clip_image006[2]Andrew Blair: I don't have a scanned copy of a returns form anywhere. If there isn't one included with your order, just enclose a brief letter or note with your return detailing your name, address, customer number, contact number and the reason for return.
clip_image004[4]Daniel Oyston:
oh, oops, sorry, it is on the back of the form that's in the box.
clip_image004[5]Daniel Oyston:
Thanks for your help. Appreciate it.
clip_image006[3]Andrew Blair: My pleasure. Is there anything else I can help you with today?
clip_image004[6]Daniel Oyston: Yes there is. I notice on the form one of the options for return says "2 sizes ordered - one kept". I don’t want to be a smart arse but is that acceptable if you are unsure of sizing? Just order 2 and send the one back that didn't fit?
clip_image006[4]Andrew Blair: Yes, that's something that we'd encourage our customers to do if they're unsure about sizing.
clip_image004[7]Daniel Oyston: awesome. sounds good then. I'll do that. Thanks again. That's everything sorted. Good work mate - keep it up
clip_image006[5]Andrew Blair: My pleasure! Many thanks for contacting us at Charles Tyrwhitt and enjoy the rest of your day. Goodbye.
clip_image004[8]Daniel Oyston:
Actually, one more thing - how the hell do you pronounce Tyrwhitt?
clip_image006[6]Andrew Blair: I know it doesn't look that way but it's pronounced 'tirrit' to rhyme with 'spirit'!

So I did exactly that and got 2 sizes of new shirts promptly delivered and returned the others for a refund.

Nicholas, if you read this post then you need to go and give Andrew a massive pat on the back, employee of the month, case of beer or free shirt or whatever you do there to reward employees because the way he easily looked after my problem, let alone made me feel like a valuable customer, was outstanding.

The brand also has a great presence on Facebook including some great video tips for men's dressing and they also make good use of Facebook as a customer service channel by engaging with customers.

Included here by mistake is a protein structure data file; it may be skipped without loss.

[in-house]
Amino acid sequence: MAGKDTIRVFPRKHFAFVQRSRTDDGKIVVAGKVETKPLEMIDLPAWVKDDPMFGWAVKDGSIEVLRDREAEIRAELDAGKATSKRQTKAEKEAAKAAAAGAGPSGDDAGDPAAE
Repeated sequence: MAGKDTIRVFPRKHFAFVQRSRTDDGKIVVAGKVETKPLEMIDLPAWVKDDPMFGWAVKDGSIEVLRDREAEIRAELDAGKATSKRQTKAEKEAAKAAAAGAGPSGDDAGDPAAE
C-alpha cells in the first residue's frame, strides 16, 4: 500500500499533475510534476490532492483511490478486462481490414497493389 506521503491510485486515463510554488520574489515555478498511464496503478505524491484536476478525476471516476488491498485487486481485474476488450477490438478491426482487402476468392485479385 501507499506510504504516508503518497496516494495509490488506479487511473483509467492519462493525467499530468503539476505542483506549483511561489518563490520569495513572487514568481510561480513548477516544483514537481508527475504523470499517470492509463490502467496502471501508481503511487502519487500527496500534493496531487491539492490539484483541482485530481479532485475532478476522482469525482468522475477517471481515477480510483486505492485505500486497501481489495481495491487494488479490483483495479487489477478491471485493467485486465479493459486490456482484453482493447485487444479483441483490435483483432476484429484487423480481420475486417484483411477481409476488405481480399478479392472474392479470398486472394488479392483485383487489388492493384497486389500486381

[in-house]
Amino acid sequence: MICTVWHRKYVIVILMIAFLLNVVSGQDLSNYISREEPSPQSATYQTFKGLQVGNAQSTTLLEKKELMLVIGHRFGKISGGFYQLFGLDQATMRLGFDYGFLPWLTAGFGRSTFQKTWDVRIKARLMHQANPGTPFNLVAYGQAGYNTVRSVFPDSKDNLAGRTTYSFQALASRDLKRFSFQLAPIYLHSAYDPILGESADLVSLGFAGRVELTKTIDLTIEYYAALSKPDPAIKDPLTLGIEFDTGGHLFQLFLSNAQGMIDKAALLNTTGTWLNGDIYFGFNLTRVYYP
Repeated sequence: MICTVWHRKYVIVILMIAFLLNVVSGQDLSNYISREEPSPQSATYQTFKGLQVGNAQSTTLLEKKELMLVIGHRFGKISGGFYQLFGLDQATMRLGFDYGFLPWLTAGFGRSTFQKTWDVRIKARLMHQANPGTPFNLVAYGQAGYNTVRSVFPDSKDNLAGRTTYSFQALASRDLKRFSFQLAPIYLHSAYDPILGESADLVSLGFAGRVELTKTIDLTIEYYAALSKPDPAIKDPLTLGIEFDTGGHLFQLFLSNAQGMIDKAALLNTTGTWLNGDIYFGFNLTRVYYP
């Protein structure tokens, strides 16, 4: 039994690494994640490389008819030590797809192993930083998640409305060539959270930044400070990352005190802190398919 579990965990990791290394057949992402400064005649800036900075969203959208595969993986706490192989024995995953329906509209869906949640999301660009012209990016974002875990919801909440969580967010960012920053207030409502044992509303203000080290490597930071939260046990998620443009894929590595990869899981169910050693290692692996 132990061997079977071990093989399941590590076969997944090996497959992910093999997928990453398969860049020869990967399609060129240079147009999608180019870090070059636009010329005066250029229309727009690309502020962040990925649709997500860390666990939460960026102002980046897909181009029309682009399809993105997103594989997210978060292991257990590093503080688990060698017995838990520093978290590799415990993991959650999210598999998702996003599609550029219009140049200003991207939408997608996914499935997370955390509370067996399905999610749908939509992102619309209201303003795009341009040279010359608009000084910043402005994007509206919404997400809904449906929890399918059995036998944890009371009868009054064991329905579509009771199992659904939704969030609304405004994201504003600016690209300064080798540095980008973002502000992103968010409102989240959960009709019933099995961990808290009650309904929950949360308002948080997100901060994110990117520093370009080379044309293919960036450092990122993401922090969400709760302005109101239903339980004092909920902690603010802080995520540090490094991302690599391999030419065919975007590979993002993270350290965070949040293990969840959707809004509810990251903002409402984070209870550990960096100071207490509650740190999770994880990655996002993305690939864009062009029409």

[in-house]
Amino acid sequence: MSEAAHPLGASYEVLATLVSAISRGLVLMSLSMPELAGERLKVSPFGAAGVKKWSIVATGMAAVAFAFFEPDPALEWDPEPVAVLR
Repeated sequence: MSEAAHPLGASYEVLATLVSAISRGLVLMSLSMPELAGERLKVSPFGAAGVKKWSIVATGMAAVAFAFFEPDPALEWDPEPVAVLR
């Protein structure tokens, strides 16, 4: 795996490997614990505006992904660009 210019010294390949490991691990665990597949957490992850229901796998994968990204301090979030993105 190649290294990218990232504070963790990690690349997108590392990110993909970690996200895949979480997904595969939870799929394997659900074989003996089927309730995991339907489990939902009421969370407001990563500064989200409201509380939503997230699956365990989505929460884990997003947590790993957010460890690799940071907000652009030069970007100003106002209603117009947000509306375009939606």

You too should buy all your shirts from Charles Tyrwhitt because as the website says you will get “the finest menswear in the world, as well as a big dollop of good old-fashioned values including outstanding value for money and unbeatable service.”

Trust Oyster, you won’t be disappointed.

Monday, June 6, 2011

Community Manager Round Table – Brisbane, June 2011

Last Friday I attended the Community Manager Round Table organised by Greg Lexiphanic (@lexiphanic) #acmrt

It was a great opportunity to meet some new people and hang out with like minded individuals (something some of us don’t get to do at work all that often). The format was pretty causal with everyone having the opportunity to submit topics for discussion. We spent about 30 mins a time discussing topics such as building a community from scratch, engaging difficult/fragmented communities, metrics and just the general lie of the land.

We all have our unique challenges with some of us building communities around climate change, credit unions, government initiatives, large corporations and two of us building communities around the inevitable fact of life … death. While we all had unique challenges I think we also face many of the same challenges. It was a bit of a support group at times :)

One little project that came out of the day is on engagement. We were discussing engagement when Russell Allert (@RussellAllert) mentioned that in his role he started down the path of creating a scoring system for measuring engagement e.g. +1 for a like, +3 for a share, +5 for a comment etc. He said that it all got caught up in the detail a bit, so he shelved it, but with a promise to help the group has taken on the project of the engagement measurement framework finished.

Others involved in the day were @corza @alisonmichalk @joolliee @amandaolsson (in spirit) .. BTW – is Bob on Twitter?

A big thanks to Greg for organising. He did an outstanding job with wifi organised, coffees on arrival, lunch ordered before we got to the pub and even the offer of a lift to the airport. All that and great conversation for $40.

The next one is being slated for Melbourne later in the year with @venessapaech looking likely to coordinate? If you work in community management, or know someone who does, then I highly recommend you get along to this day. It certainly got my mind ticking. You might also be interested in Swarm Sydney being organised by Quiip which will “connect Community Managers with the aim of sharing resources, best practices, information and ideas, alongside creating a dialogue around the future of online engagement.”

We will be sure to share the results of the engagement framework in due time.










Image by Jyri (via Quiip)